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Protein Immediately After Intense Workouts Helps You Recover Faster

Two recent papers in The American Journal of Clinical Nutrition (September 2011) show that taking protein during and after exercise helps you recover faster from intense workouts. A third paper, from Denmark, shows that taking protein during exercise does not stimulate muscle recovery until after a person stops exercising. (Medicine & Science in Sports & Exercise, September 2011). Therefore, the best time to load with protein is immediately after you finish your intense workouts.

THE HARD-EASY PRINCIPLE: To increase strength, speed and endurance, athletes have to exercise intensely enough to damage their muscles. Then when their muscles heal, they are stronger than before the muscles were damaged. Training for sports is done by taking a workout that is intense enough to cause the muscles to feel a burn during the workout, feeling sore on the next day (DOMS - Delayed Onset Muscle Soreness), then exercising at a relaxed pace for as many days as it takes for muscles to feel fresh again. This is called the Hard-Easy Principle and is followed to some degree by virtually all competitive athletes.

RECOVERING FASTER MAKES YOU STRONGER AND FASTER: Obviously if an athlete can recover faster, he can do more intense workouts which will make him a better athlete, and taking protein during and after the intense workouts helps an athlete recover faster. Taking protein before a workout does not increase recovery rate or improve athletic performance.

The first of the studies in The American Journal of Clinical Nutrition, from McMaster University, showed that a large, single dose of whey protein (25 g) taken immediately after an intense workout helps muscles recover faster than multiple smaller doses (2.5 g) 10 times over an extended period. The message is to eat lots of protein-containing food immediately after your workout. It does not need to be any special protein supplement; proteins extracted from food are no better than ordinary protein-containing foods.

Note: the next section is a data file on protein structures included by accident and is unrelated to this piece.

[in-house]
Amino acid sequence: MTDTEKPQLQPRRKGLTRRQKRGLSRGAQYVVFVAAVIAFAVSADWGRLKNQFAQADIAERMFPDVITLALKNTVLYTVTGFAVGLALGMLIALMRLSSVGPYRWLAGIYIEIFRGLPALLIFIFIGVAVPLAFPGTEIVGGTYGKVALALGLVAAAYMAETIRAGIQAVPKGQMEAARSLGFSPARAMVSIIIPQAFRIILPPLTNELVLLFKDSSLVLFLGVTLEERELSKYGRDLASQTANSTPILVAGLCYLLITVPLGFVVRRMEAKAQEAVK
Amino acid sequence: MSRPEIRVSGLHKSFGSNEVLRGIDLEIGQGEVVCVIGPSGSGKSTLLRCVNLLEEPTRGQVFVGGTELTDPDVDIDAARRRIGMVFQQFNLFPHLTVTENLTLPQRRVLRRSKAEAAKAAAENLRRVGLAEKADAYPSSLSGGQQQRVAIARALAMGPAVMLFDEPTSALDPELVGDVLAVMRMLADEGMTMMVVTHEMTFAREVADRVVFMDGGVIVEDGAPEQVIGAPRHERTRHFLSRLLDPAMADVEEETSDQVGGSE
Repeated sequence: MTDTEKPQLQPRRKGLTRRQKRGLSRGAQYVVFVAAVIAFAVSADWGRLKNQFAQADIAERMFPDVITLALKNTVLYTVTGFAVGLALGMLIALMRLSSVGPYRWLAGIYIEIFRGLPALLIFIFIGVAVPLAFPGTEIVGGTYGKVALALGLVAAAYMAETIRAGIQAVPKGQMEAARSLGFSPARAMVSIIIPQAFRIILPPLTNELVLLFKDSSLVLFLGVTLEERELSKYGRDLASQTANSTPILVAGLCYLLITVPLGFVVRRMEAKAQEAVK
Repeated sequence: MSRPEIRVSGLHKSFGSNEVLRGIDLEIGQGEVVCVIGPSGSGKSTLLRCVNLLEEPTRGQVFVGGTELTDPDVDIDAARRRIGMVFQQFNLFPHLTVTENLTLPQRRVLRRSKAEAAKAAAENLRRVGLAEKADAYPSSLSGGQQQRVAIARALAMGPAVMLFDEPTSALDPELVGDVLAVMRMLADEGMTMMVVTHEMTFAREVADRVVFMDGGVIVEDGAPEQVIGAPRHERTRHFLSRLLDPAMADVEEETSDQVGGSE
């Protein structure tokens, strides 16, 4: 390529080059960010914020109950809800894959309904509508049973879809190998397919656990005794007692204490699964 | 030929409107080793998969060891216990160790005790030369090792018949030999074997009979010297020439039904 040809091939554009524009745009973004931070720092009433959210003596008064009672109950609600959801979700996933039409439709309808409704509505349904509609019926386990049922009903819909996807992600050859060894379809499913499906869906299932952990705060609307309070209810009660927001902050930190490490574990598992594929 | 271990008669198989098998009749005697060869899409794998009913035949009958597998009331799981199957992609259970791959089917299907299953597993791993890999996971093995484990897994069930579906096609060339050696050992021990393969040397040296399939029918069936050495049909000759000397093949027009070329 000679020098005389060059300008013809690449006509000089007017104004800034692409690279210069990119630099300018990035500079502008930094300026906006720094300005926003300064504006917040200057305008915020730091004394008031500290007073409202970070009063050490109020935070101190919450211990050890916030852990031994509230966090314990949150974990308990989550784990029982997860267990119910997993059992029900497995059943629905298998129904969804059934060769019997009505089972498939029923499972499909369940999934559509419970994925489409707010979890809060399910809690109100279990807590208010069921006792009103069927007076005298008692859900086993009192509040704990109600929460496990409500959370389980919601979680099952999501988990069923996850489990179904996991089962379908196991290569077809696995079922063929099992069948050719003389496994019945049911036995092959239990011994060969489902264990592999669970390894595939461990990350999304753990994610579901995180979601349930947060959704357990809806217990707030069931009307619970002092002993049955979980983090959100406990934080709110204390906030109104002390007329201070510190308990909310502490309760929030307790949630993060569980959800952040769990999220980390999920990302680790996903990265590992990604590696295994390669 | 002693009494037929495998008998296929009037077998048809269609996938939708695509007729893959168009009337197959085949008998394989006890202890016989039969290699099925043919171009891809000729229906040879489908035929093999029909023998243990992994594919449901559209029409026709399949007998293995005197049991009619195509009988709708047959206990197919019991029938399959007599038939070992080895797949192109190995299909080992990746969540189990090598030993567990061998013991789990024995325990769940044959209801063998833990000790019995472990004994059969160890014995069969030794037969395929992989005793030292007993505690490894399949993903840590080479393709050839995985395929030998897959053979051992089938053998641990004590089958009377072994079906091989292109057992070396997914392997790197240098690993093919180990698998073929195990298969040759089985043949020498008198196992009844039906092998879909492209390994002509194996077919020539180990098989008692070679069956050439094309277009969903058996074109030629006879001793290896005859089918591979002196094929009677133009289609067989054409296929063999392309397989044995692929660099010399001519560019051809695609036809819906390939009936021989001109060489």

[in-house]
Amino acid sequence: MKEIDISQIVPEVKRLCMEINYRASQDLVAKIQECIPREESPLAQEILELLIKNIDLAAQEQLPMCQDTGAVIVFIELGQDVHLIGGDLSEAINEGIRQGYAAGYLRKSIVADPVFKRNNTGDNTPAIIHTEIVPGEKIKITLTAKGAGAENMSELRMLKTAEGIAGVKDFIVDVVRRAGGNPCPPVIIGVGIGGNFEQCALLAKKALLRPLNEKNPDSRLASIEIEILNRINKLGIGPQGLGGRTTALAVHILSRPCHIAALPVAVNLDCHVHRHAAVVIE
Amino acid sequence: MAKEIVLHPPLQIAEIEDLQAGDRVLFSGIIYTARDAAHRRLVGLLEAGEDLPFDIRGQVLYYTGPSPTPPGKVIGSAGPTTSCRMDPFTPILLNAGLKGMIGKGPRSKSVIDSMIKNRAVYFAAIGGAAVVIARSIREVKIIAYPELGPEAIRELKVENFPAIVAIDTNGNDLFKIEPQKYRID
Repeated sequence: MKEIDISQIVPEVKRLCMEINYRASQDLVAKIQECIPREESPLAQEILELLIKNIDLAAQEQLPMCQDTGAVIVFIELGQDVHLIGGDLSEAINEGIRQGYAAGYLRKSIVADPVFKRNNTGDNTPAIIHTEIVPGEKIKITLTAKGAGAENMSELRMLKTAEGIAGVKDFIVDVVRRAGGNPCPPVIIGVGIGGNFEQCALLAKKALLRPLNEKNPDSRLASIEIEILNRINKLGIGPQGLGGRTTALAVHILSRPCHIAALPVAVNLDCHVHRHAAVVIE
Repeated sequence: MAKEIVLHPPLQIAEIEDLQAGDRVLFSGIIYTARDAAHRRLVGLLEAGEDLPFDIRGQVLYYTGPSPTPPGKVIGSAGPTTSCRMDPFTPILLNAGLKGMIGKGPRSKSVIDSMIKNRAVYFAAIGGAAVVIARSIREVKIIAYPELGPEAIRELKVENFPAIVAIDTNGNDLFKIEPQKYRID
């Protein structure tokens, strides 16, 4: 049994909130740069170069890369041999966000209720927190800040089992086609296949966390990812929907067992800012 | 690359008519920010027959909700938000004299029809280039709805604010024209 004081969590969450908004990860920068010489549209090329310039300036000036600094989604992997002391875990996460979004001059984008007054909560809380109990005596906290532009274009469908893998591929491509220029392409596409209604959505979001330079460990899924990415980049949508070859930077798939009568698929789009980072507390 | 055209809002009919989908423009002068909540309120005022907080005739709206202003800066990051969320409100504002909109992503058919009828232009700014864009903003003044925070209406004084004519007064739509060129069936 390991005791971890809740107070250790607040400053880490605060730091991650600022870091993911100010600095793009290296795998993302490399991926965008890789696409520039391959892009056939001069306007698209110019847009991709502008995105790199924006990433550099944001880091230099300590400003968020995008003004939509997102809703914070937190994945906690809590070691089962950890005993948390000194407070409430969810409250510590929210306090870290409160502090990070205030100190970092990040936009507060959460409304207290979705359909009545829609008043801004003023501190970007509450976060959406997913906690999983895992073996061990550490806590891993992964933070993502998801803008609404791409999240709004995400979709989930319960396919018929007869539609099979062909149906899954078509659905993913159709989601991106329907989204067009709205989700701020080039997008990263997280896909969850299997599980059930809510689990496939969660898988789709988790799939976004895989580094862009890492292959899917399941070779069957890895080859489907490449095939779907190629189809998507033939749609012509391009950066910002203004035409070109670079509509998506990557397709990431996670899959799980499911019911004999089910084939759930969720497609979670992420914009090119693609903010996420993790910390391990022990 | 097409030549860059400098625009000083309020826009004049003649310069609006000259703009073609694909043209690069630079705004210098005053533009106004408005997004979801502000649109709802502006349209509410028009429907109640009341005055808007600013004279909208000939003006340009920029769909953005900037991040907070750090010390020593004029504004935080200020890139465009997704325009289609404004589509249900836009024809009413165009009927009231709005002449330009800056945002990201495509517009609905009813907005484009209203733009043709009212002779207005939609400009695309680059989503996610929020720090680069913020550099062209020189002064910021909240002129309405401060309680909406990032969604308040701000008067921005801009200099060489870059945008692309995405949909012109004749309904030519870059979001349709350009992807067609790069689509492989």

LEUCINE: The second study, from the US Army Research Institute of Environmental Medicine, showed that protein containing twice as much of the protein building block (amino acid), leucine hastened muscle healing much faster than a lower dose of leucine. Leucine is found in the highest amounts in egg whites, dairy products, beef, pork, chicken and fish. Since fat contains no leucine, athletes should choose the leanest protein sources. If you are a vegetarian, eat soybeans as they have the highest leucine content of any plant food. Other good sources of leucine include lentils, cowpeas, chickpeas, nuts and seeds (peanuts, almonds, walnuts, sesame seeds flax seeds and so forth). Most fruits and vegetables are low in protein and thus are low in leucine, but some such as asparagus are good sources.